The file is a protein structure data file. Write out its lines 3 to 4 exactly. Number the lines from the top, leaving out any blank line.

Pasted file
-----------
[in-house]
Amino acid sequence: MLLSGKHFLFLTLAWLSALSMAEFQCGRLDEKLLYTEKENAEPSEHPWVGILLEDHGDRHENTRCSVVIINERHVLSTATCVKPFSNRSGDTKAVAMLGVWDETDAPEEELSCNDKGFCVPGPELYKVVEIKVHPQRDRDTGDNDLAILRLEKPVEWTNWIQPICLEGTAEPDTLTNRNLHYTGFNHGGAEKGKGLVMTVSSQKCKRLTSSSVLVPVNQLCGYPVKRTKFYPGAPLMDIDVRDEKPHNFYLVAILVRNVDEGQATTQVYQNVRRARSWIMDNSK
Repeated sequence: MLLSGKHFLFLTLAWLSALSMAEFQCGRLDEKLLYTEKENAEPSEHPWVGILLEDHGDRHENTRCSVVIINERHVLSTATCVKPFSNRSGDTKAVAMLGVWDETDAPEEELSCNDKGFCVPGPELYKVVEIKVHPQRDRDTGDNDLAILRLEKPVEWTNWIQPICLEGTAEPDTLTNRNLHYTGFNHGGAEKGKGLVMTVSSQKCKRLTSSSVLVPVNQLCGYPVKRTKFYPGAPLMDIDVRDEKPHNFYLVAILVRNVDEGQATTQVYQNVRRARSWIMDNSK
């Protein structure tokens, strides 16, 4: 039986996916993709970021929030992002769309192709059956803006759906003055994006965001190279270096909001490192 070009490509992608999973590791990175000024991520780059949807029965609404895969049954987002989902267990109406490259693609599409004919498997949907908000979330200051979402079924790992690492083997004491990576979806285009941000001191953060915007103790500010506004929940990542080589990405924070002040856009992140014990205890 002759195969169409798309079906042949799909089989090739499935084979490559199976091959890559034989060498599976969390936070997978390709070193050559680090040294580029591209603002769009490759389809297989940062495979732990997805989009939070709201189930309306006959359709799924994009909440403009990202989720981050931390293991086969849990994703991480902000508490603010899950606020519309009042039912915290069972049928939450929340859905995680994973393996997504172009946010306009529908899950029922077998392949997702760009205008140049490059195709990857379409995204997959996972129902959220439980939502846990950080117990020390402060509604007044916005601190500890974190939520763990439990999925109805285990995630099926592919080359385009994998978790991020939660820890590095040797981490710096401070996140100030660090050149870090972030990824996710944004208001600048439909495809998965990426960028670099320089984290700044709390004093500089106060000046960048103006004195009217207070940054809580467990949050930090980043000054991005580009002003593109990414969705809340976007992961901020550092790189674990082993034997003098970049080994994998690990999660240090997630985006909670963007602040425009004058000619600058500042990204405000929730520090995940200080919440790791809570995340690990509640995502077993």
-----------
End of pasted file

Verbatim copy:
Repeated sequence: MLLSGKHFLFLTLAWLSALSMAEFQCGRLDEKLLYTEKENAEPSEHPWVGILLEDHGDRHENTRCSVVIINERHVLSTATCVKPFSNRSGDTKAVAMLGVWDETDAPEEELSCNDKGFCVPGPELYKVVEIKVHPQRDRDTGDNDLAILRLEKPVEWTNWIQPICLEGTAEPDTLTNRNLHYTGFNHGGAEKGKGLVMTVSSQKCKRLTSSSVLVPVNQLCGYPVKRTKFYPGAPLMDIDVRDEKPHNFYLVAILVRNVDEGQATTQVYQNVRRARSWIMDNSK
């Protein structure tokens, strides 16, 4: 039986996916993709970021929030992002769309192709059956803006759906003055994006965001190279270096909001490192 070009490509992608999973590791990175000024991520780059949807029965609404895969049954987002989902267990109406490259693609599409004919498997949907908000979330200051979402079924790992690492083997004491990576979806285009941000001191953060915007103790500010506004929940990542080589990405924070002040856009992140014990205890 002759195969169409798309079906042949799909089989090739499935084979490559199976091959890559034989060498599976969390936070997978390709070193050559680090040294580029591209603002769009490759389809297989940062495979732990997805989009939070709201189930309306006959359709799924994009909440403009990202989720981050931390293991086969849990994703991480902000508490603010899950606020519309009042039912915290069972049928939450929340859905995680994973393996997504172009946010306009529908899950029922077998392949997702760009205008140049490059195709990857379409995204997959996972129902959220439980939502846990950080117990020390402060509604007044916005601190500890974190939520763990439990999925109805285990995630099926592919080359385009994998978790991020939660820890590095040797981490710096401070996140100030660090050149870090972030990824996710944004208001600048439909495809998965990426960028670099320089984290700044709390004093500089106060000046960048103006004195009217207070940054809580467990949050930090980043000054991005580009002003593109990414969705809340976007992961901020550092790189674990082993034997003098970049080994994998690990999660240090997630985006909670963007602040425009004058000619600058500042990204405000929730520090995940200080919440790791809570995340690990509640995502077993």